Free-speech advocates are crying foul after a UC San Diego student government official's decision to freeze funding for 33 campus media outlets after one organization aired an offensive commentary about a controversial student party.
The move represents more fallout from the "Compton Cookout" – a party organized and attended by some UCSD fraternity members that mocked black culture and created a firestorm on campus.
As university officials were trying to deal with the reaction to the party, the student-run humor publication the Koala aired a video segment on Thursday "calling black students ungrateful and using a derogatory term for blacks," the San Diego Union-Tribune reported.
(I couldn't find a good quality clip of the controversial broadcast. I can't make out the dialogue on this You Tube clip, but maybe you can.)
On The Koala's Web site, a Feb. 20 update features a "statement" about the controversial party: "The Koala would like to condemn the organizers of the Compton Cookout. If history has shown us anything, you need more black people at your party to have enough black-on-black violence to actually justify the name "Compton." Shame on you. SHAME."
The Koala has built something of a reputation for offending people. The group once aired students having sex on campus television and recently released an issue titled "Night of the Horny Asians," complete with a rape-themed drinking game.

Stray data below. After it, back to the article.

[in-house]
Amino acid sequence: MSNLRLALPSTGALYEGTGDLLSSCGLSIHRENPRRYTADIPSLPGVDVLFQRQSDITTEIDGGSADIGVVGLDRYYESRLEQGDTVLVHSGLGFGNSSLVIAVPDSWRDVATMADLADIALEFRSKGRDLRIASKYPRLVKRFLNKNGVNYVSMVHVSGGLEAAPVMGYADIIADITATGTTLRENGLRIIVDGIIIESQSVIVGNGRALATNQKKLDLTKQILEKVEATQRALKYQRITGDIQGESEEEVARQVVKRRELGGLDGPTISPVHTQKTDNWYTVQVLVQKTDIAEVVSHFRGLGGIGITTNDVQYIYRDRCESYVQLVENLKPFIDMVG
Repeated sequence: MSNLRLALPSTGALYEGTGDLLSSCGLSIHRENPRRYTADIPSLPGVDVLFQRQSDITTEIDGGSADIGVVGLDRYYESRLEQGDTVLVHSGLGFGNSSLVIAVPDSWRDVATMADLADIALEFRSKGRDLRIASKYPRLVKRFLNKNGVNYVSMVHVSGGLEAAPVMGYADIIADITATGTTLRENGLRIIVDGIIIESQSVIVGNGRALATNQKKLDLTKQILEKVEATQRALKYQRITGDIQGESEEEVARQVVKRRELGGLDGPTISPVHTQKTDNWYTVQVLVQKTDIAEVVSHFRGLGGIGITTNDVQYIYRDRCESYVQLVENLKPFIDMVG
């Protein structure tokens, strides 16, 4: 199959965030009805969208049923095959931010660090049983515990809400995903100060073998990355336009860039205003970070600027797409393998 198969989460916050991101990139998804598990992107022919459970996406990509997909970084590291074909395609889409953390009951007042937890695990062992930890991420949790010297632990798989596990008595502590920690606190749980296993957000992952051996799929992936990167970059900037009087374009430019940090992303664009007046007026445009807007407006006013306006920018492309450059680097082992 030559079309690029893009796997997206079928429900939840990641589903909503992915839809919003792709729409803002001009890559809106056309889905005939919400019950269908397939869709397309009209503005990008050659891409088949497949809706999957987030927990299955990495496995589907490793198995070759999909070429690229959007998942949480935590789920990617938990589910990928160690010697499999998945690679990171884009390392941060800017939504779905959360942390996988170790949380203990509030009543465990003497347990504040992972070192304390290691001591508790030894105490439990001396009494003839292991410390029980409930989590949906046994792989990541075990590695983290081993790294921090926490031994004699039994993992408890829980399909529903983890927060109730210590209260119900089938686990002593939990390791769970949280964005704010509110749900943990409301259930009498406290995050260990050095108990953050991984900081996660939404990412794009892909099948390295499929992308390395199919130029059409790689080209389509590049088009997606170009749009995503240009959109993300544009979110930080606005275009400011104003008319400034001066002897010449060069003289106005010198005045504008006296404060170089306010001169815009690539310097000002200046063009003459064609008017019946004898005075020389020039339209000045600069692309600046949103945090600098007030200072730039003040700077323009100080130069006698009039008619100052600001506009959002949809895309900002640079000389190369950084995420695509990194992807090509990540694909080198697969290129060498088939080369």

Students voice concerns to UCSD Chancellor
Marye Anne Fox during a protest on Feb. 19
In response to Thursday's broadcast, UCSD Associated Students President Utsav Gupta immediately shut down the campus television station and froze funding for all media outlets funded by student fees, in part to review the policies by which these organizations receive money.
"We must develop effective policies to ensure that our fees do not go to the support the hateful speech that targets members of our community," Gupta wrote.
And the folks at the local office of the American Civil Liberties Union, not to mention the people at FIRE, the national non-profit Foundation for Individual Rights in Education, weren't too happy about the way UCSD has reacted to offensive speech.
A spokeswoman for the ACLU of San Diego and Imperial Counties said the organization is still working on a letter regarding the student government president's decision to freeze media funding. Meanwhile, the organization has sent two letters to UCSD.
In yesterday's letter, David Blair-Loy, the organization's legal director, reviewed the contents of the university's new Web site: battlehate.ucsd.edu. He wrote that the university was bowing to political pressure by threatening of possible expulsions based on protected speech.
In a separate letter to UCSD administrators, Adam Kissel of FIRE, wrote that the university and Associated Students have an obligation to distribute student funds to student organizations in a viewpoint-neutral manner and may not make funding or de-funding decisions on the basis of content or viewpoint:
"In acting arbitrarily and on the basis of content concerns, Mr. Gupta has demonstrated an alarming misunderstanding of the university's obligation to uphold the First Amendment when distributing funds to student organizations," Kissel wrote.
UCSD's Associated Students allocate funding each quarter to more than 30 media outlets on campus, the Union-Tribune reports. A Feb. 20 e-mail to the affected organizations said that all winter funds were frozen and no spring funds would be allocated until further notice, according to the FIRE letter to UCSD.
Fourteen media outlets got more than $25,000 in winter quarter, including the conservative newspaper the California Review, the fashion magazine Fashion Quarterly, the newsletter the Progressive, and others.